I don’t even have words to explain how much research was necessary. Not only before starting, but during the entire writing process. And this was because I don’t focus on a single historical period in a single place, as most historical novels do, but I have characters from deep antiquity to the middle ages, and places all over Europe and the Middle East to deal with. It was impossible to know in advance all the things that I would need to know, in order to write. In fact, I was double-checking bits of research up until a week before a handed in the final draft to the publisher. The main reason it took so many years to write was the research involved. It’s the details, the small details that make things feel real, and in a book that combines fantasy with reality it is even more important to pepper the story with details and to get all those details right, because it is these that anchor the readers in reality and help them suspend disbelief and accept the fantastical elements as just as real as everything else.

So how long did it take you to write?

On and off, 8 years. I suppose the focused bit of writing and researching of the story in this form was 6 years.

At 600 pages it’s a very ambitious project – did you ever consider writing Bad Bishop as two connecting novels?

Yes. Repeatedly, when I realised how long it would turn out. I even had editors and beta readers try to work out after the fact how it might be possible to split into two. But unfortunately it wouldn’t work. It’s all one story. One unit. And it’s best read in one go without long gaps in between. It’s not an easy read. It does require the reader to keep in mind quite a bit of information in order to follow what’s going on. But I’m very happy to say that those who have read it thus far have all said it was worth the effort in the end! :-)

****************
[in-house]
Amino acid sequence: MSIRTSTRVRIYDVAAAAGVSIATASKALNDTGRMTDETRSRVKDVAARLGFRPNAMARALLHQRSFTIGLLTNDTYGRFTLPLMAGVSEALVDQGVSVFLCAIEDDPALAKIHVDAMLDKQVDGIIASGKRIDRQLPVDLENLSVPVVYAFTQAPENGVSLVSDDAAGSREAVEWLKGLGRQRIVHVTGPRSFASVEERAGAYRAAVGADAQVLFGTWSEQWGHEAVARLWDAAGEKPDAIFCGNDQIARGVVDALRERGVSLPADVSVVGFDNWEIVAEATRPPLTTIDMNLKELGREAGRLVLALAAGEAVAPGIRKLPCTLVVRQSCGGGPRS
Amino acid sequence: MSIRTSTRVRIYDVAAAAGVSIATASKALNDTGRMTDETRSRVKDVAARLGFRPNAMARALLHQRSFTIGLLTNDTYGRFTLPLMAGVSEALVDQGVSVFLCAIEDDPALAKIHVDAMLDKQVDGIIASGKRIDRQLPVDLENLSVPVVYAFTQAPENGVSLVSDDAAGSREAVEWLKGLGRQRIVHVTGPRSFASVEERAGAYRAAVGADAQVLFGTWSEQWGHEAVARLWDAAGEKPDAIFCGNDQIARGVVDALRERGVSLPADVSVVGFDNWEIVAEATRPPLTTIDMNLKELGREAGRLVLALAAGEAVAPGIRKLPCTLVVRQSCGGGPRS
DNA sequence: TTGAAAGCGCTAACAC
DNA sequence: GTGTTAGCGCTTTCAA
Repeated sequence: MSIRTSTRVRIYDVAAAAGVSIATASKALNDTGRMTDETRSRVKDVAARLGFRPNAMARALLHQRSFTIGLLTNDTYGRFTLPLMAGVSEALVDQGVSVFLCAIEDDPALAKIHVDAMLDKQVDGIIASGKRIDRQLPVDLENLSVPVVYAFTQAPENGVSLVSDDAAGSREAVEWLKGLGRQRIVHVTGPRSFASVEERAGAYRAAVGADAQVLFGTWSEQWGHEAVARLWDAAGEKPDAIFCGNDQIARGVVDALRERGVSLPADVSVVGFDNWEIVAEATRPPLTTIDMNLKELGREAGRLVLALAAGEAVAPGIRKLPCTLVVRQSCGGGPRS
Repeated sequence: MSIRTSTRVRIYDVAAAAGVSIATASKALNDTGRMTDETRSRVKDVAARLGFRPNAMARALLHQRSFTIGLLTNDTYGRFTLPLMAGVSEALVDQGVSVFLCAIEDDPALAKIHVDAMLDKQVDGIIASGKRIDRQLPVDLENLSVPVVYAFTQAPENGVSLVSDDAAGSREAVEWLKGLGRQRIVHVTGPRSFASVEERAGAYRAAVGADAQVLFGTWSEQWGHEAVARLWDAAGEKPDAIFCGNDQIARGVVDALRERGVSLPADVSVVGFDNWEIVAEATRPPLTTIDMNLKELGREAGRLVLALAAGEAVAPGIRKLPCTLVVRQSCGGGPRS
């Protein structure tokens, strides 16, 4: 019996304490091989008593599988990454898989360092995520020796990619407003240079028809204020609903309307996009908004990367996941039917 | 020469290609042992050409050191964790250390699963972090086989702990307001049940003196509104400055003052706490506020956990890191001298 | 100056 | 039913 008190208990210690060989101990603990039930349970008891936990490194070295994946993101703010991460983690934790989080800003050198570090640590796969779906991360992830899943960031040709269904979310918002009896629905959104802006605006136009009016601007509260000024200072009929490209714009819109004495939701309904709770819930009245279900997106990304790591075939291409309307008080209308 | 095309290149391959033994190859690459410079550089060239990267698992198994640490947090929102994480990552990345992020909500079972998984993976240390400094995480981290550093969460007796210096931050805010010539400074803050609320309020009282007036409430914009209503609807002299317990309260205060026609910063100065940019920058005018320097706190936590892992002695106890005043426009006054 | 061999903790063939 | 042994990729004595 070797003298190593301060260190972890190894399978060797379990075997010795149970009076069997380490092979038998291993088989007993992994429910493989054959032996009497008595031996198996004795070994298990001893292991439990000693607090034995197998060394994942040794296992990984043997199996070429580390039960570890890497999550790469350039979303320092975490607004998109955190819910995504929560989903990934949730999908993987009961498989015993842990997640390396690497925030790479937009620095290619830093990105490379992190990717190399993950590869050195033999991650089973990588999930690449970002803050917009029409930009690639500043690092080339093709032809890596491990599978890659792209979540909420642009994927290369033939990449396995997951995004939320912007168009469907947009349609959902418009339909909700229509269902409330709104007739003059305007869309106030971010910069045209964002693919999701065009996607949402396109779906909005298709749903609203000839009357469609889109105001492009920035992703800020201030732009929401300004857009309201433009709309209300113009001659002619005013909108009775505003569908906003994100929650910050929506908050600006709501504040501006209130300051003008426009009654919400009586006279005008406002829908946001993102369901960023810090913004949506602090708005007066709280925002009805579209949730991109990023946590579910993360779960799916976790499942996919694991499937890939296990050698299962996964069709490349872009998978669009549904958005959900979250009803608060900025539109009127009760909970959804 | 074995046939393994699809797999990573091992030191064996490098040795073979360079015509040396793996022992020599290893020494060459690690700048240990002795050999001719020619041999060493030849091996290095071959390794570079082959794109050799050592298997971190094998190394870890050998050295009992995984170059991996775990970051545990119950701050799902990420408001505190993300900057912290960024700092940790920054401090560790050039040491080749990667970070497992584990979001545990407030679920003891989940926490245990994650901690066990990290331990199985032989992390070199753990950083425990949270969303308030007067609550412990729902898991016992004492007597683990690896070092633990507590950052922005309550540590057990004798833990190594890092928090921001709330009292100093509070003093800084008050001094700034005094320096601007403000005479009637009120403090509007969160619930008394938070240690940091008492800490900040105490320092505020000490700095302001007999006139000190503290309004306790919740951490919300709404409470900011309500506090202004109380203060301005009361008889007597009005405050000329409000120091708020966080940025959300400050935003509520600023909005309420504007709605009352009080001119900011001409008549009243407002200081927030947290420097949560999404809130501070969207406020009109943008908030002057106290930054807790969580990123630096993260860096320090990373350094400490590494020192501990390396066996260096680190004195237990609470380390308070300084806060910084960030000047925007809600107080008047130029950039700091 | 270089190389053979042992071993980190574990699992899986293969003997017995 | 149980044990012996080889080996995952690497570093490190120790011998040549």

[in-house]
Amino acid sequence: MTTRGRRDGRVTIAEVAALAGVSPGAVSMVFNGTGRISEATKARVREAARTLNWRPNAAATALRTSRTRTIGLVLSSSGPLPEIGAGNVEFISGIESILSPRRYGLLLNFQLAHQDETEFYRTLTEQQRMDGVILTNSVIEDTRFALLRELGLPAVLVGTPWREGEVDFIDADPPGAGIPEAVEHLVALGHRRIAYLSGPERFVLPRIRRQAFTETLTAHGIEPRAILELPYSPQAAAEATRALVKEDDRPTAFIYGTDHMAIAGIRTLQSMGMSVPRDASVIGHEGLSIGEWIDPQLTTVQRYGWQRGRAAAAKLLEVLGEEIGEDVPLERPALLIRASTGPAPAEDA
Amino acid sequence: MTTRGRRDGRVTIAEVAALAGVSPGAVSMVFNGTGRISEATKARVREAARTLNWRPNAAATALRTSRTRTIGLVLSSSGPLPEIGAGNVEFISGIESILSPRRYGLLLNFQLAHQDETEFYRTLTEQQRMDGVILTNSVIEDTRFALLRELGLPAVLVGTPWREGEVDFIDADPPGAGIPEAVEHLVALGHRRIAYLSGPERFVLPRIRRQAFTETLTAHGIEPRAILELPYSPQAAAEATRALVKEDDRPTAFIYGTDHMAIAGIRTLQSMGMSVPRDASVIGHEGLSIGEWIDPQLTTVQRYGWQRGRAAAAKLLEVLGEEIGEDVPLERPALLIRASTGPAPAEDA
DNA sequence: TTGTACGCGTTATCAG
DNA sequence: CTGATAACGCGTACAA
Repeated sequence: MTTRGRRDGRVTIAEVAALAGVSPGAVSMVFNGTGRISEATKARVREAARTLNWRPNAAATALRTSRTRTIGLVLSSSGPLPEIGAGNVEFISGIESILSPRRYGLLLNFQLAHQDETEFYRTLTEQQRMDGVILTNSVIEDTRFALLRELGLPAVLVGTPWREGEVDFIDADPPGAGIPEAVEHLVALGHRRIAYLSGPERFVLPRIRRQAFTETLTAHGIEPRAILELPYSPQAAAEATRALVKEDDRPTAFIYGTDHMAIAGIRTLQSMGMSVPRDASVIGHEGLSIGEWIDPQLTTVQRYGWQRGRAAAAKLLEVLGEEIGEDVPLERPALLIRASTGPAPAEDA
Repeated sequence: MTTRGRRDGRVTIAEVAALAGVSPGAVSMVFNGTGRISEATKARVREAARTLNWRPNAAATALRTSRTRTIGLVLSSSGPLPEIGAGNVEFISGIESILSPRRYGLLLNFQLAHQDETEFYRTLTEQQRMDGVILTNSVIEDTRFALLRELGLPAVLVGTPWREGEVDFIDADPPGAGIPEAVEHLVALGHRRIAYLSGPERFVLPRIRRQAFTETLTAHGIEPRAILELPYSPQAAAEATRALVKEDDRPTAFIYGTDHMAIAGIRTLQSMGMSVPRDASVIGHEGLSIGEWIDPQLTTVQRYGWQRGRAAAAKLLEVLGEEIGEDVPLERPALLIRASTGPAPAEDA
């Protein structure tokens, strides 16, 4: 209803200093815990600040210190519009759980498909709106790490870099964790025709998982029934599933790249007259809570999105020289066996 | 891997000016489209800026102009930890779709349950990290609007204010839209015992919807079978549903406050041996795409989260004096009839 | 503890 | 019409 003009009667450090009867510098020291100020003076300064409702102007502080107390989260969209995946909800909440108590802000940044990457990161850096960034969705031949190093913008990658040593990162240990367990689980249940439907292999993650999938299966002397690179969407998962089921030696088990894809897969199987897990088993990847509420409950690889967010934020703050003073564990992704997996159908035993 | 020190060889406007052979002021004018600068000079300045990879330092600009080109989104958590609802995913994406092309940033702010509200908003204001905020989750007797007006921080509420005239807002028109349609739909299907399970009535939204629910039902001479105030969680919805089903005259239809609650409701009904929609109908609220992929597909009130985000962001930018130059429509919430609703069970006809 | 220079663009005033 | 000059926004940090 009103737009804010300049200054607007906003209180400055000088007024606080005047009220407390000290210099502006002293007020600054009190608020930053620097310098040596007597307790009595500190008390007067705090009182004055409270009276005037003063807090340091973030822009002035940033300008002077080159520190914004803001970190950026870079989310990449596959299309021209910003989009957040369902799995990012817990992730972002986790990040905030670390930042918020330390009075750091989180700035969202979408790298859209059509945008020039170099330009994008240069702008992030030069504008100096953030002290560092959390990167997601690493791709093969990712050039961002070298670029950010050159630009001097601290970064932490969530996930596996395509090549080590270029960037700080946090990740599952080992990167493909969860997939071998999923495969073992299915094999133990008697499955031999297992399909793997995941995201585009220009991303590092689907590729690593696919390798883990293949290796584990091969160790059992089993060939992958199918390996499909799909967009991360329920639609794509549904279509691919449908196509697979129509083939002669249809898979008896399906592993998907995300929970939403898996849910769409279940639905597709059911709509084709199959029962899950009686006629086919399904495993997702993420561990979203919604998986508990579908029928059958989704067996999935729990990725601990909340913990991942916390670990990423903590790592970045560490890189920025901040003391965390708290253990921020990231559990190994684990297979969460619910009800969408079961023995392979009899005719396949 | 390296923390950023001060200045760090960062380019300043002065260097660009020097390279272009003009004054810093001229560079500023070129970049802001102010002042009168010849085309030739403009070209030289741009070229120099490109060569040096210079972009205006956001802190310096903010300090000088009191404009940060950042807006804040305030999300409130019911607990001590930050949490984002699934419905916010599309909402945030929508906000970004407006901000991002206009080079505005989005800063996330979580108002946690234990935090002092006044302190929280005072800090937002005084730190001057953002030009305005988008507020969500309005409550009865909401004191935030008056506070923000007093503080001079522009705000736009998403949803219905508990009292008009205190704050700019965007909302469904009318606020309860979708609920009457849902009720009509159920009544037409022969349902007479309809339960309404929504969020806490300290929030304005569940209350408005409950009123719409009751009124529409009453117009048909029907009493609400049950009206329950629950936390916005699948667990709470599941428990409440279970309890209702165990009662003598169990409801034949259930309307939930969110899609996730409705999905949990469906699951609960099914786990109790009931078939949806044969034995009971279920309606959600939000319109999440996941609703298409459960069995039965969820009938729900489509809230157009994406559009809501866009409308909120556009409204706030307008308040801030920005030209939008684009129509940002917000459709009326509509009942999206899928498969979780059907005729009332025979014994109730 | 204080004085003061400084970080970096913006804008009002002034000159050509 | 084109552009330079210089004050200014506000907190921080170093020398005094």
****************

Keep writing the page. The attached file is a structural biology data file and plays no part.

Can you give us a brief idea of the plot?

Well, I have mentioned the important bits above. But in terms of plot, it’s a political murder mystery set in the 12th century. Only the people involved, though very much people in every sense, are not ordinary human beings.

What are you writing now?

I’m writing a sequel for Bad Bishop, and also a comic fantasy short story. I’ve finished a commissioned performance piece, and there may, possibly, be a play in the works for the future.

Irene SoldatosThanks for joining me, Irene. I've learned a lot!



Francie...The Scented Cottage Studio said...

I so admire you writers ! The perseverance, research and then the ability to turn an idea into a finely created work, so much goes into the craft.

Guernsey Girl said...

I have to admit that I really admire Irene, too, for her perseverance. Like your own craft, you have to really want something to make it happen. Thanks for your comment - lovely to hear from you :)

IreneSoldatos said...

Thank you both, so much, for the interest and the incredibly kind words! And thank you, Marilyn, for having me on your blog! Perseverance, as in all things worth doing, in necessary. But most of all, having a story one wants to tell more than anything is the most important thing. :)

Guernsey Girl said...

Great to have you here, Irene. Long may we want to tell stories....